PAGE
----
NEW YORK — There’s family, and your job as a journalist. Chris Cuomo’s willingness to put the latter at risk in service to his brother has led to his suspension by CNN.
The network took him off the air Tuesday, saying that material released by New York’s attorney general shows that he played a greater role than previously acknowledged in defense of his brother, former New York Gov. Andrew Cuomo, as he fought sexual harassment charges.
Transcripts of emails and Chris Cuomo’s testimony before state investigators revealed that he strategized regularly with the governor’s aides, and tried to help them learn what other journalists were reporting about harassment allegations.
CNN said that he was more involved than its executives — not just the general public — had been aware of.
“As a result, we have suspended Chris indefinitely, pending further evaluation,” a CNN spokesperson said.
Neither Cuomo nor the lawyer who represented him in testimony before investigators for state Attorney General Letitia James this summer returned messages seeking comment.
The Cuomos are part of a New York political dynasty that began with their father, Mario, serving three terms as governor from 1982 to 1996. Andrew was in his third term before resigning earlier this year, and he burned to beat his dad’s record.
Andrew was his father’s most trusted aide and protector during Mario’s first campaign and early years as governor — an example of loyalty that Chris grew up watching even though, at 51, he is more than 13 years younger than his brother.
They frequently describe themselves as best friends.
“He’s my brother and I love him to death no matter what,” Chris Cuomo said in his testimony this past July. “I only got one.”
Still, they were fiercely competitive, said Michael Shnayerson, author of “The Contender,” an unauthorized biography of Andrew that was published in 2015.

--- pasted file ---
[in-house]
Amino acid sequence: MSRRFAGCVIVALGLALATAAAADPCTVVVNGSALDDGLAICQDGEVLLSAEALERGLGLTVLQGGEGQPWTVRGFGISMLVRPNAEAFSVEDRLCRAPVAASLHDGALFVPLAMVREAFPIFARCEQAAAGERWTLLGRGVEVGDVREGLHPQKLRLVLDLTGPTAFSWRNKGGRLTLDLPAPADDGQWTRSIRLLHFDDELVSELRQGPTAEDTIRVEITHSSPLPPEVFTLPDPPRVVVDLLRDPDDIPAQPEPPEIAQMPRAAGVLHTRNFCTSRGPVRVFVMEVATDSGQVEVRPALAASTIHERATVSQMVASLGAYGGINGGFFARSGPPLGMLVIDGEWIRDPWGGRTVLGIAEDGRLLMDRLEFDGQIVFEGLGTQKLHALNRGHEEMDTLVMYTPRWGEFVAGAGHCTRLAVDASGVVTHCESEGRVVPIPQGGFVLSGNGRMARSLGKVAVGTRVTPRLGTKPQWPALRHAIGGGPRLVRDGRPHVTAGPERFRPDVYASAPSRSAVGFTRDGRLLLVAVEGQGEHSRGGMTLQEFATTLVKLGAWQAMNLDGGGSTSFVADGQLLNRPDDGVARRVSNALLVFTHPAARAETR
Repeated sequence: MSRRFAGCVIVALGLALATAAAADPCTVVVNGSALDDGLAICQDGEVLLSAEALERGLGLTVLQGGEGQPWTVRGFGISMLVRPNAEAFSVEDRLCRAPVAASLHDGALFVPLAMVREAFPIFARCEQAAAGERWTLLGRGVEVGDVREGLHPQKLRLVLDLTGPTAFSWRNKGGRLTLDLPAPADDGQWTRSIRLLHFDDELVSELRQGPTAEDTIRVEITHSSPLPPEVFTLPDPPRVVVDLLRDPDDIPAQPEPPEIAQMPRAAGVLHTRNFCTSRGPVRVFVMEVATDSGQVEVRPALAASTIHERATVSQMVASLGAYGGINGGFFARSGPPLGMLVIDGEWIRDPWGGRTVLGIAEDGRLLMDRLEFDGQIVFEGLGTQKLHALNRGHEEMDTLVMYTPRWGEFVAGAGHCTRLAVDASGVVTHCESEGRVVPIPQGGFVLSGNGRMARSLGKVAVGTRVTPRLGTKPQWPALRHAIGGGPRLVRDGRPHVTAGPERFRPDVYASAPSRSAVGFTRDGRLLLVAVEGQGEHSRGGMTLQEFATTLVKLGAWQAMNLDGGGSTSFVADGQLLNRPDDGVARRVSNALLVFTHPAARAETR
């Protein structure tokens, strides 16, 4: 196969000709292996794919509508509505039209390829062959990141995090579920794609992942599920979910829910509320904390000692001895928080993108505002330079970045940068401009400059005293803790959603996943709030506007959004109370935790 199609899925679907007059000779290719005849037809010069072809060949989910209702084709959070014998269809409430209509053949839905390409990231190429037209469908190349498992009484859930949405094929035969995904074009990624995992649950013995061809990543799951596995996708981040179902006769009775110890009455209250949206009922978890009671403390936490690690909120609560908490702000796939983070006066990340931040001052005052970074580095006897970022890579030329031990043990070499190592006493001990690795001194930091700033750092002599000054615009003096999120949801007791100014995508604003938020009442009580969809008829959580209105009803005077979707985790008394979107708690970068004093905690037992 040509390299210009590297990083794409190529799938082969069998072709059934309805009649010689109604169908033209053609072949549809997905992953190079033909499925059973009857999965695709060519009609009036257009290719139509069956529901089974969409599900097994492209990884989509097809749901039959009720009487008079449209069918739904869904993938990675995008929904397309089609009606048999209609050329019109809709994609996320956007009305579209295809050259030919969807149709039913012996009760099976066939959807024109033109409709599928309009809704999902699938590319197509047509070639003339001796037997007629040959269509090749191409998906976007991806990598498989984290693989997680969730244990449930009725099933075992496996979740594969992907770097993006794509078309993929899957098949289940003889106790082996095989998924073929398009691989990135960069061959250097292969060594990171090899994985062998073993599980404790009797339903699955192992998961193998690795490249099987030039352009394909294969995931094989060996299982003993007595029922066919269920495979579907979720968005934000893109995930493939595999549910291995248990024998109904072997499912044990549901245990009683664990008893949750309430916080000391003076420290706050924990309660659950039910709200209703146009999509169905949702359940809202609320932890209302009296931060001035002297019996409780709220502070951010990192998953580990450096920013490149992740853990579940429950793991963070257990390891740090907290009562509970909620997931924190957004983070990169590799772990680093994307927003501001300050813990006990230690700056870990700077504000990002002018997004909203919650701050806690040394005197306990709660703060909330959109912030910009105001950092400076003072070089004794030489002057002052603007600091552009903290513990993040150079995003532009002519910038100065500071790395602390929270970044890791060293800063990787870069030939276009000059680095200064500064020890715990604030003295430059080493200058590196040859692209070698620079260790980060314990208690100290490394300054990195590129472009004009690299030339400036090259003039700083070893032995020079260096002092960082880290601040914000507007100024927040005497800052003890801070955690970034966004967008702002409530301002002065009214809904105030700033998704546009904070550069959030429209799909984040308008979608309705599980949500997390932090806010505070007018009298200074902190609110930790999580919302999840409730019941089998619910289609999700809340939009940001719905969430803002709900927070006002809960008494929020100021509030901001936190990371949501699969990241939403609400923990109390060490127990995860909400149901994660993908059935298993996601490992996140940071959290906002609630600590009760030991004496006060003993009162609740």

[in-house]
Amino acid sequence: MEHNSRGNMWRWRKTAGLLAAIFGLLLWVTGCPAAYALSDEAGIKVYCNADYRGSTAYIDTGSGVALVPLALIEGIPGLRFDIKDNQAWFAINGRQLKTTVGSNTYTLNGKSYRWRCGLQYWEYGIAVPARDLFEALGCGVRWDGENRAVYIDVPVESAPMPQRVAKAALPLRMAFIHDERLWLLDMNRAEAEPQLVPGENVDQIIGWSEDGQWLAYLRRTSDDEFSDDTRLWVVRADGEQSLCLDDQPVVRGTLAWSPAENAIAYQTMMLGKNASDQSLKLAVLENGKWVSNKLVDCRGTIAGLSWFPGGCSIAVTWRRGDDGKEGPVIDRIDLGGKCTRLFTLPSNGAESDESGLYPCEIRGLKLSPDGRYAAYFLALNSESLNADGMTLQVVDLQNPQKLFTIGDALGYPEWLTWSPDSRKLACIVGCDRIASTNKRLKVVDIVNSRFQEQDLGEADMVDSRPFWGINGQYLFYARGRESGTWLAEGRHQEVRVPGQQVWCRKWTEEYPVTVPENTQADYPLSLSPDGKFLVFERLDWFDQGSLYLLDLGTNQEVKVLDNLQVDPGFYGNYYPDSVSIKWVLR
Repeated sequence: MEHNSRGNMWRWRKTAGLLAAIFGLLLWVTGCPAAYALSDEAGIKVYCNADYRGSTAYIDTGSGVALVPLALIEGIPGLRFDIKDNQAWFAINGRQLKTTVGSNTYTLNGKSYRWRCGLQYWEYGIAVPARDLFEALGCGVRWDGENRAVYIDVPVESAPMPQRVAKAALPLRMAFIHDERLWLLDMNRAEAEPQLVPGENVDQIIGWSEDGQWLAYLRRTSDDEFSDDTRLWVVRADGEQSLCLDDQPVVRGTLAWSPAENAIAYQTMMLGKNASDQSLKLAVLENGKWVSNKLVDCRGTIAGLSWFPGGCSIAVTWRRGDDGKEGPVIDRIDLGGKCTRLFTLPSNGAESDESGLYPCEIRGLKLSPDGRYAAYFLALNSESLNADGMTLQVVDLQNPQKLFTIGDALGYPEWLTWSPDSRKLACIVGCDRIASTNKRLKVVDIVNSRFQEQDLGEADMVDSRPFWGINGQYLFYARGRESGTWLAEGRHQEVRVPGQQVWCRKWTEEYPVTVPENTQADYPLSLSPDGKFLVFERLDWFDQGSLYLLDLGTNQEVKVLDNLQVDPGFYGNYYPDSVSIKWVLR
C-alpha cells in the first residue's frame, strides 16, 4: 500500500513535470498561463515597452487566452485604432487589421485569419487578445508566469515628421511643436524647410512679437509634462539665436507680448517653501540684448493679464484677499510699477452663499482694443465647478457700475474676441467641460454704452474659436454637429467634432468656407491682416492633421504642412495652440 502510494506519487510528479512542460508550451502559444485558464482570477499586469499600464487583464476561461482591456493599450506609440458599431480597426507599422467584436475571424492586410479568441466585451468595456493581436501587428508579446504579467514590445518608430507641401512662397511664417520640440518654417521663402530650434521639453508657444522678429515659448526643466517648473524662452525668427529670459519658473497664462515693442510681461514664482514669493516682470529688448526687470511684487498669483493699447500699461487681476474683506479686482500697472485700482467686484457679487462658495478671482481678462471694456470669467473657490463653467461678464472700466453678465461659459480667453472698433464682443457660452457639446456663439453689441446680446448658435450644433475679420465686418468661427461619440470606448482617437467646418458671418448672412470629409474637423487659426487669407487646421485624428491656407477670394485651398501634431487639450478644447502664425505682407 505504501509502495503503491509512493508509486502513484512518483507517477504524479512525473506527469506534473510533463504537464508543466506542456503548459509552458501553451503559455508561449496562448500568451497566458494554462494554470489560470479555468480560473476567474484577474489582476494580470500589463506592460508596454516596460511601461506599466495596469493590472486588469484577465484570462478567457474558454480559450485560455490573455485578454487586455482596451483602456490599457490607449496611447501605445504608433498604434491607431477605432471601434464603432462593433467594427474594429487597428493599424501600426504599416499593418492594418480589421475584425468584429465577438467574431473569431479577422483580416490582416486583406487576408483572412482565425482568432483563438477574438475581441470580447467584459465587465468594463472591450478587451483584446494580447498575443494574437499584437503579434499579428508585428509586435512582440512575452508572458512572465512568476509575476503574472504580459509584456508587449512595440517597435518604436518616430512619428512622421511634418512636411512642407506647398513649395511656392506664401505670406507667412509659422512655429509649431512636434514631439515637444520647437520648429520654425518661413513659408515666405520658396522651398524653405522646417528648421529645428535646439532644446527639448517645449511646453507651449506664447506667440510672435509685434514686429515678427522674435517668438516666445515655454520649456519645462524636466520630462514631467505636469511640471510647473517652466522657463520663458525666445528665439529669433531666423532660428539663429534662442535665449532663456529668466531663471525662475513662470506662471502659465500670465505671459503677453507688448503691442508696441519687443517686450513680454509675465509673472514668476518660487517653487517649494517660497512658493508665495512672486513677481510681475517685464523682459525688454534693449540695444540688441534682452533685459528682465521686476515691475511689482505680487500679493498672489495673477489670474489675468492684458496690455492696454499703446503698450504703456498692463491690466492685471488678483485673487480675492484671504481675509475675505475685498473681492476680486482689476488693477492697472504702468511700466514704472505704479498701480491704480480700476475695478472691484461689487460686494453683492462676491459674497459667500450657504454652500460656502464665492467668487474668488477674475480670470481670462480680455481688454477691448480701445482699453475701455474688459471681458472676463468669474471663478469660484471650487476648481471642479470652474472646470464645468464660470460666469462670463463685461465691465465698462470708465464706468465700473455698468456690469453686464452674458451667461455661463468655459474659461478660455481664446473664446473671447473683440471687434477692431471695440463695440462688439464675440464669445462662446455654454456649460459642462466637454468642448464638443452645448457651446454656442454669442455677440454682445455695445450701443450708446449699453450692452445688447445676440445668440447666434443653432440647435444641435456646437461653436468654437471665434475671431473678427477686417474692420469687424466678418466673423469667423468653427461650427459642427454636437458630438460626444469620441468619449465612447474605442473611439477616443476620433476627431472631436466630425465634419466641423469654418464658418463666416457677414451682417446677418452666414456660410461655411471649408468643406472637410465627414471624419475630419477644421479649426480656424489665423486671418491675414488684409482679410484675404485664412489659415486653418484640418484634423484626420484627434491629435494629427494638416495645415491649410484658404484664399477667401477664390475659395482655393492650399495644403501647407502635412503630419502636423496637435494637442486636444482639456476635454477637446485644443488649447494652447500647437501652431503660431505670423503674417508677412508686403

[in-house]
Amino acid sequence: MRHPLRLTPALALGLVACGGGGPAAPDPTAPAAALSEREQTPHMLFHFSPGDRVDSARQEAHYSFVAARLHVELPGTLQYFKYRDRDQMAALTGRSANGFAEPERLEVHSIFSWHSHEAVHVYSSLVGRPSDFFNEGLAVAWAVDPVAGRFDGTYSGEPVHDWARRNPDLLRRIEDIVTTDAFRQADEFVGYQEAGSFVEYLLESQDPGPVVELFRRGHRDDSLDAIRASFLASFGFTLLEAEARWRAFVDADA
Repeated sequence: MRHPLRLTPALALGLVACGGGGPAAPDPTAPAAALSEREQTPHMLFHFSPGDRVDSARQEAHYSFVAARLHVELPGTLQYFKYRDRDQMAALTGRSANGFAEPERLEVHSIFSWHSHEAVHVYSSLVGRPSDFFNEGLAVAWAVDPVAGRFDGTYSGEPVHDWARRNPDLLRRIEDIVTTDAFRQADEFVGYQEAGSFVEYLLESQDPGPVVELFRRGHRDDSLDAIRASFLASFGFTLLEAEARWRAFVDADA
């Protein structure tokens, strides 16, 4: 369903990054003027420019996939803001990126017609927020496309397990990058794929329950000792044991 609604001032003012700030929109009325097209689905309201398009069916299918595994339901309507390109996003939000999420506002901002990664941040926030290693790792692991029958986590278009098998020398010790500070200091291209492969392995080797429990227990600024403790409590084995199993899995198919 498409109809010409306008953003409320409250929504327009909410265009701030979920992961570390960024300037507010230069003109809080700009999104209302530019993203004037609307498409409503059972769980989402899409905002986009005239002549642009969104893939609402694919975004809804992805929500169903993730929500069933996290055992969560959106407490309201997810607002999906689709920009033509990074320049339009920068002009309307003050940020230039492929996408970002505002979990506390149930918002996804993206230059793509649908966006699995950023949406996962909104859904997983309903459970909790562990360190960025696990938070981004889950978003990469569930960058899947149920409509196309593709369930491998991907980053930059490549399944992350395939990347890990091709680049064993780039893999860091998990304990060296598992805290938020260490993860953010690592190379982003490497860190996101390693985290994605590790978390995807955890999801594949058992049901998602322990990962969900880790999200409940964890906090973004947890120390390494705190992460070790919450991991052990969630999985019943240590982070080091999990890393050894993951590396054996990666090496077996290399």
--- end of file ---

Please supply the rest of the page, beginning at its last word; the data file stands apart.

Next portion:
“Always, under the mockery and machismo, was a powerful bond — the Cuomos against the world,” Shnayerson said. “I can imagine it all too easy for Chris to let that bond cloud his judgment when it came to reporting the news, and following up on leads about Andrew’s political enemies.”
Throughout his testimony, Chris Cuomo frequently returns to family when asked to explain his frequent contact — often combative — with Andrew’s aides as they tried to figure out a way to save the governor’s job.
“This is my brother, and I’m trying to help my brother through a situation where he has told me he did nothing wrong,” Chris testified. “And that’s it for me. How do I help protect my family? How do I protect him? Probably should have been thinking more about how I protect myself, which just never occurred to me.”
James’ investigation found that Andrew Cuomo sexually harassed at least 11 women. He resigned as governor in August to avoid a likely impeachment trial.
The last time he talked to his brother about the charges, Chris Cuomo said during his testimony, was to figure out what was going to happen and what he would tell their 90-year-old mother.